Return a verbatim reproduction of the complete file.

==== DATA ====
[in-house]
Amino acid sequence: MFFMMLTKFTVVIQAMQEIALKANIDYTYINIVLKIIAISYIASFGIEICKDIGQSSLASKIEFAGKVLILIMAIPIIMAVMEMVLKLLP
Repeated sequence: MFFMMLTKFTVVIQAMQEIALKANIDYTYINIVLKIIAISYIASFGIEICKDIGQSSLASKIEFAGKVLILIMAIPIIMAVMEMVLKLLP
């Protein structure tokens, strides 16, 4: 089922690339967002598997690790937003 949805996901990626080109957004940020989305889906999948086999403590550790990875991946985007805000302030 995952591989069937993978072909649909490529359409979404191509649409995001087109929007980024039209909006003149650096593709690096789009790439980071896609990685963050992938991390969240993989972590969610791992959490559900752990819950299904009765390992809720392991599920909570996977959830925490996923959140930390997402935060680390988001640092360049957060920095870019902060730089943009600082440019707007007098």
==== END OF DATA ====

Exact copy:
[in-house]
Amino acid sequence: MFFMMLTKFTVVIQAMQEIALKANIDYTYINIVLKIIAISYIASFGIEICKDIGQSSLASKIEFAGKVLILIMAIPIIMAVMEMVLKLLP
Repeated sequence: MFFMMLTKFTVVIQAMQEIALKANIDYTYINIVLKIIAISYIASFGIEICKDIGQSSLASKIEFAGKVLILIMAIPIIMAVMEMVLKLLP
């Protein structure tokens, strides 16, 4: 089922690339967002598997690790937003 949805996901990626080109957004940020989305889906999948086999403590550790990875991946985007805000302030 995952591989069937993978072909649909490529359409979404191509649409995001087109929007980024039209909006003149650096593709690096789009790439980071896609990685963050992938991390969240993989972590969610791992959490559900752990819950299904009765390992809720392991599920909570996977959830925490996923959140930390997402935060680390988001640092360049957060920095870019902060730089943009600082440019707007007098």